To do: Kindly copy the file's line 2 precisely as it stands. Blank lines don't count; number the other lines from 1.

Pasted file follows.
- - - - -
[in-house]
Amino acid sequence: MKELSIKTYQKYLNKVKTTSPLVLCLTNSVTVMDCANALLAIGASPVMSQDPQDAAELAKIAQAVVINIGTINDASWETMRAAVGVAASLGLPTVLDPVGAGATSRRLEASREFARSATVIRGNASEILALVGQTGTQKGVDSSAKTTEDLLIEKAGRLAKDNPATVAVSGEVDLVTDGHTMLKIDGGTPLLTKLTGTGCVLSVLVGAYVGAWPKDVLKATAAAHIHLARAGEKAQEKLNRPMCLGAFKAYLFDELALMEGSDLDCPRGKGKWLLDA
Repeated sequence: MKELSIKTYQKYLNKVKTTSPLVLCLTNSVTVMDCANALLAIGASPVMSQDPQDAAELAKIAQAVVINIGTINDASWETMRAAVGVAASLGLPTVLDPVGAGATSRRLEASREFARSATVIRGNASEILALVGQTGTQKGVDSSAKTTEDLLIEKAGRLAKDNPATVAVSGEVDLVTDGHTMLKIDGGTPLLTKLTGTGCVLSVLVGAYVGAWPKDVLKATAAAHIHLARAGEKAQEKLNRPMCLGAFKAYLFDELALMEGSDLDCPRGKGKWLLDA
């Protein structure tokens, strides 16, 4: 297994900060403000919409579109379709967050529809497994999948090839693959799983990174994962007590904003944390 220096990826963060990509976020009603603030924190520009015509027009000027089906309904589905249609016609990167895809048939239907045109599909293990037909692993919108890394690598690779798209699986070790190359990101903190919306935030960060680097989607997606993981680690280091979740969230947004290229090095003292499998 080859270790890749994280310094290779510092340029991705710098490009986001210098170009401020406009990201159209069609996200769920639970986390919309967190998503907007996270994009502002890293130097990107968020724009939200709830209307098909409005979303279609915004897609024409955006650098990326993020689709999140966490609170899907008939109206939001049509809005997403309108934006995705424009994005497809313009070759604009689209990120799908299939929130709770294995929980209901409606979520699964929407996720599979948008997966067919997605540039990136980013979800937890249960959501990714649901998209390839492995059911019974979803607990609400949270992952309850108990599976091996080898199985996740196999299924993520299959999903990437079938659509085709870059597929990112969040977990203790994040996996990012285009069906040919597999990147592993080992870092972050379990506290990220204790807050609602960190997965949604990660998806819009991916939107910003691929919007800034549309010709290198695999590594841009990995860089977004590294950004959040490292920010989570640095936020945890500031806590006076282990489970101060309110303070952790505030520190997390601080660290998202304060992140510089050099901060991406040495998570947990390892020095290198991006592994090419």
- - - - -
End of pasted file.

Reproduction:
Amino acid sequence: MKELSIKTYQKYLNKVKTTSPLVLCLTNSVTVMDCANALLAIGASPVMSQDPQDAAELAKIAQAVVINIGTINDASWETMRAAVGVAASLGLPTVLDPVGAGATSRRLEASREFARSATVIRGNASEILALVGQTGTQKGVDSSAKTTEDLLIEKAGRLAKDNPATVAVSGEVDLVTDGHTMLKIDGGTPLLTKLTGTGCVLSVLVGAYVGAWPKDVLKATAAAHIHLARAGEKAQEKLNRPMCLGAFKAYLFDELALMEGSDLDCPRGKGKWLLDA